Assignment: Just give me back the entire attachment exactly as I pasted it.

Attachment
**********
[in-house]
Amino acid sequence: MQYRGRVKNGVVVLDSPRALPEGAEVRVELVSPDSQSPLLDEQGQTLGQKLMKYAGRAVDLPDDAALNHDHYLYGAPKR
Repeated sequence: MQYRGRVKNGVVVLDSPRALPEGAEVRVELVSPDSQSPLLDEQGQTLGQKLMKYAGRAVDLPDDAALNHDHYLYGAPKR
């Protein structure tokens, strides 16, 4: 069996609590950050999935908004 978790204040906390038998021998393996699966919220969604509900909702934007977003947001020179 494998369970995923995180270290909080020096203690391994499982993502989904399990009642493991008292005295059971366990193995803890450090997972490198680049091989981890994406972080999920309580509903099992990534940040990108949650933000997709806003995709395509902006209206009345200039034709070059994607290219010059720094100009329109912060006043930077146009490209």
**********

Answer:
[in-house]
Amino acid sequence: MQYRGRVKNGVVVLDSPRALPEGAEVRVELVSPDSQSPLLDEQGQTLGQKLMKYAGRAVDLPDDAALNHDHYLYGAPKR
Repeated sequence: MQYRGRVKNGVVVLDSPRALPEGAEVRVELVSPDSQSPLLDEQGQTLGQKLMKYAGRAVDLPDDAALNHDHYLYGAPKR
């Protein structure tokens, strides 16, 4: 069996609590950050999935908004 978790204040906390038998021998393996699966919220969604509900909702934007977003947001020179 494998369970995923995180270290909080020096203690391994499982993502989904399990009642493991008292005295059971366990193995803890450090997972490198680049091989981890994406972080999920309580509903099992990534940040990108949650933000997709806003995709395509902006209206009345200039034709070059994607290219010059720094100009329109912060006043930077146009490209």